Articles by Jonathan Pruett

The Clientele, “Music for the Age of Miracles”

The bards of British folk-rock return with their first album in seven years—and an expanded sonic palette.

Ted Leo, “The Hanged Man”

After seven years away, let’s hope this album of heart-wrenching soul music keeps Ted Leo up on the stage where he belongs.

Chris Forsyth & The Solar Motel Band, “Dreaming in the Non-Dream”

The world Forsyth and his bustling Solar Motel Band are illuminating is one that is fraught with unease and a search for some kind of exhilaration.

Psychic TV, “Pagan Day” and “Allegory & Self” [reissues]

What’s remarkable about these records in hindsight is how indebted they are to the psychedelic folk sounds of what had come around about fifteen years prior.

The Peacers, “Introducing the Crimsmen”

The ability to construct songs based on only the best parts—the hook, the acoustic rhythm guitar, the first notes of a sandblasted solo—is what keeps The Peacers operating on a higher level.

Eaters, “Eaters”

Three years on from their (also) self-titled debut, and there’s a sense that the group have evolved to incorporate a more widescreen vision.

Thurston Moore, “Rock N Roll Consciousness”

The former Sonic Youth leader’s new LP is a five-song blast of instantly recognizable discordant guitar tones and the kind of crunchy, heady forays into punk-jam-band land that he’s been perfecting since “Expressway to Yr. Skull.”

Spiral Stairs, “Doris & the Daggers”

With family life firmly in the picture, head screwed on correctly, and rangy Pavement life behind him, Scott Kannberg has delivered his strongest album-length statement.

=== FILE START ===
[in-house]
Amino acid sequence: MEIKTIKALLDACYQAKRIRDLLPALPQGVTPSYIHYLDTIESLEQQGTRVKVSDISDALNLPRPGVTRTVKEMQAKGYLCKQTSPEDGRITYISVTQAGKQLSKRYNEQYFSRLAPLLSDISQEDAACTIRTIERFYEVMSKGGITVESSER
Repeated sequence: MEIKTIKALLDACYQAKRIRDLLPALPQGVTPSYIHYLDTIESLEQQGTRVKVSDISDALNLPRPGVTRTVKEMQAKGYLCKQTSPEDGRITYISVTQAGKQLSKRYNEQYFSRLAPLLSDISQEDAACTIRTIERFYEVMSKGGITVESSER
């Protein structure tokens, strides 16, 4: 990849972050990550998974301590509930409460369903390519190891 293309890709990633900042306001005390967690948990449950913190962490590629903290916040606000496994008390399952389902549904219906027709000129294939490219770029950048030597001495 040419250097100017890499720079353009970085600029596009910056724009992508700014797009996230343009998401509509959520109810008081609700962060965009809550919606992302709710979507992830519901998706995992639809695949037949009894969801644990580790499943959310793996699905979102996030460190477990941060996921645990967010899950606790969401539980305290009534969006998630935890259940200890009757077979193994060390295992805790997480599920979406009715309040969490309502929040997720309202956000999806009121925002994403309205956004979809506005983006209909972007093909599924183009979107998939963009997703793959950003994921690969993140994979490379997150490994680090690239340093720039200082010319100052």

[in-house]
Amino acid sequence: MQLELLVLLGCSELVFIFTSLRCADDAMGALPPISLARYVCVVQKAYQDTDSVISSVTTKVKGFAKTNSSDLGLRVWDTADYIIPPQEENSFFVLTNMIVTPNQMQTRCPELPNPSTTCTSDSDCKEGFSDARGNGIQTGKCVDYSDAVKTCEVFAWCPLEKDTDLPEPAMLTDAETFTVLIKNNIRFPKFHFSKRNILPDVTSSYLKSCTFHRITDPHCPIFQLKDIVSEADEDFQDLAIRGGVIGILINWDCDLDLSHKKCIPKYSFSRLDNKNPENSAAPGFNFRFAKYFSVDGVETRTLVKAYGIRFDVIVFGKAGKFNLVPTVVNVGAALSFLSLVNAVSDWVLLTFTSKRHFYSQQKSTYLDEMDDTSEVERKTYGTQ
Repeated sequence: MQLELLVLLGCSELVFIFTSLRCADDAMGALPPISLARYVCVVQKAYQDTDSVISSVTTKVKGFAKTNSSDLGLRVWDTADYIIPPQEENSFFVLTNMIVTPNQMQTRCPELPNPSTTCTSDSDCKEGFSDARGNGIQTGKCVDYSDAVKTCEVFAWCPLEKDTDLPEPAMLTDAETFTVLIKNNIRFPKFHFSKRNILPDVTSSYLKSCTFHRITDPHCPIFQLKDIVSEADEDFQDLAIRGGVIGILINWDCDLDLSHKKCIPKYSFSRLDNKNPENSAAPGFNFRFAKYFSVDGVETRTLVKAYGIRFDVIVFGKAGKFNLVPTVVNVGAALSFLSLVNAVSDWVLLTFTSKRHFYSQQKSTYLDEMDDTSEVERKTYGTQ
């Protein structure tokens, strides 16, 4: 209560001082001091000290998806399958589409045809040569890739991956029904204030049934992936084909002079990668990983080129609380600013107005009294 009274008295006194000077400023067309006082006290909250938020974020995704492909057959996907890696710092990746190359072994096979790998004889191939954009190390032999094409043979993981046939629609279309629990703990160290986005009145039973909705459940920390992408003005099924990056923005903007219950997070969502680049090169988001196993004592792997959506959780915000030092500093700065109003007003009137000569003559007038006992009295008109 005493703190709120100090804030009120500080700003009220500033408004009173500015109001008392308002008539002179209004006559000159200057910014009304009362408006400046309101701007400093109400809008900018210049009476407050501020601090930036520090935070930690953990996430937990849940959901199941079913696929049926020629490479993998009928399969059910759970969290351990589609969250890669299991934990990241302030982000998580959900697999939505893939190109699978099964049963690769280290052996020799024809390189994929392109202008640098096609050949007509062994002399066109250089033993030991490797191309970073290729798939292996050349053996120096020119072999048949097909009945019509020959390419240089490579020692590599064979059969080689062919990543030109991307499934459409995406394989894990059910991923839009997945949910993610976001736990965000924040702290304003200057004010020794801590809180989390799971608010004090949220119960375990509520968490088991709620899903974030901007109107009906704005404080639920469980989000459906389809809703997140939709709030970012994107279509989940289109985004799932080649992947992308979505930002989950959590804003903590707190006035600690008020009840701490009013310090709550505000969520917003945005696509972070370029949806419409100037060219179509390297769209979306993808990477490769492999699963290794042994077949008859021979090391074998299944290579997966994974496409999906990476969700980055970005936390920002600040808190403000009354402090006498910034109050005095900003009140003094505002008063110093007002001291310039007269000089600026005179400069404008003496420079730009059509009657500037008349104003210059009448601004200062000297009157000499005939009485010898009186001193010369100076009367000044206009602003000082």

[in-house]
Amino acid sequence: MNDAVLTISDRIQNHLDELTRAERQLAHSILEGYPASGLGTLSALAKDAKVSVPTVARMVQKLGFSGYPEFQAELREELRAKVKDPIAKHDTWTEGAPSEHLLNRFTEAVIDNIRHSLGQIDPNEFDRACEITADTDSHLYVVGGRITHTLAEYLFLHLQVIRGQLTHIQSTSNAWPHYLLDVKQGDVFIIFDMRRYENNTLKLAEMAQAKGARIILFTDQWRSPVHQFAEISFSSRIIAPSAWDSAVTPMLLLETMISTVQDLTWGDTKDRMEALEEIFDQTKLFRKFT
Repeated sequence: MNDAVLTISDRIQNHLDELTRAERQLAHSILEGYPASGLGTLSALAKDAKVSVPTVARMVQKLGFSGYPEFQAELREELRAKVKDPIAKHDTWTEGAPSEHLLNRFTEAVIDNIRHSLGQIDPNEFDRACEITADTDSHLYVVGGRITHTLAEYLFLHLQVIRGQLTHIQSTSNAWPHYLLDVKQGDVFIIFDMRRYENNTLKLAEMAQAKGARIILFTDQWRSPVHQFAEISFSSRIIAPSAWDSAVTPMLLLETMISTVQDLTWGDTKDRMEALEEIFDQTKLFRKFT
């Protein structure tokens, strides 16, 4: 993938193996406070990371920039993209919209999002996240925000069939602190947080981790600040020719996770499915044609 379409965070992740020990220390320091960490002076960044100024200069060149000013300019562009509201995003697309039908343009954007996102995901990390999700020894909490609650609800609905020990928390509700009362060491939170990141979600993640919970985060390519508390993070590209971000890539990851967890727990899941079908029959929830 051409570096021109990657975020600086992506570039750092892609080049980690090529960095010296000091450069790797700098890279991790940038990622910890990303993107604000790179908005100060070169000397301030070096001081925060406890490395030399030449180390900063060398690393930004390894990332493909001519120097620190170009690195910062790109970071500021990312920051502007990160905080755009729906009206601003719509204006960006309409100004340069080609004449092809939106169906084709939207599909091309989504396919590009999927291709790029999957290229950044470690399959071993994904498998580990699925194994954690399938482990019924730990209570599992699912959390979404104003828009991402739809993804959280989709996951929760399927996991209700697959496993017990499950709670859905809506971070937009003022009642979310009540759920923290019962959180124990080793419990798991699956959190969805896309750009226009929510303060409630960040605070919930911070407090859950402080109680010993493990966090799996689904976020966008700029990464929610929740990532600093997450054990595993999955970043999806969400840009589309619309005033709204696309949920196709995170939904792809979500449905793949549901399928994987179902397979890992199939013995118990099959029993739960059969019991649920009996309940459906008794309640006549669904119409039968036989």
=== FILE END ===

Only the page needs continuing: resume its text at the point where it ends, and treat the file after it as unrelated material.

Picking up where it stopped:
Entrance, “Book of Changes”

Guy Blakeslee has never really been a wallflower when it comes to singing, but “Book of Changes” showcases his voice in a way that feels like it’s a new thing.

Hand Habits, “Wildly Idle (Humble Before the Void)”

There is an airy, homemade weirdness to Meg Duffy’s solo debut.

Kehlani, “SweetSexySavage”

The Oakland singer continues her ascent up through the R&B hierarchy.

Hollywood’s Singular Vision: Foxygen Hang On to the American Dream

Following a release cycle marred by breakup rumors, Sam France and Jonathan Rado have reappeared from behind the velvet curtain, and they’re more unified than ever.

Erasmo Carlos, “Erasmo Carlos E Os Tremendões,” “Carlos, ERASMO,” and “Sonhos E Memórias 1941–1972”

Unlike his peers Caetano Veloso, Gilberto Gil, and Os Mutantes, Carlos’s music never made inroads into North American consciousness. These reissues from Light in the Attic should change that.

Lee Hazlewood, “Cowboy in Sweden” [reissue]

Much of “Cowboy in Sweden” comes across like an elegy.

Various Artists, “The Microcosm: Visionary Music of Continental Europe”

Light in the Attic’s new new-age compilation turns the beam out across the Atlantic.

Various Artists, “Bobo Yéyé: Belle Époque in Upper Volta” (Numero Group)

The latest release from the Numero Group chronicles the pop sounds of the African country of Upper Volta in the ’70s.

Savoy Motel, “Savoy Motel”

The Nashville quartet choogle with the best of ’em.

The Lemon Twigs, “Do Hollywood”

The Long Island brothers practically have glitter in their blood.

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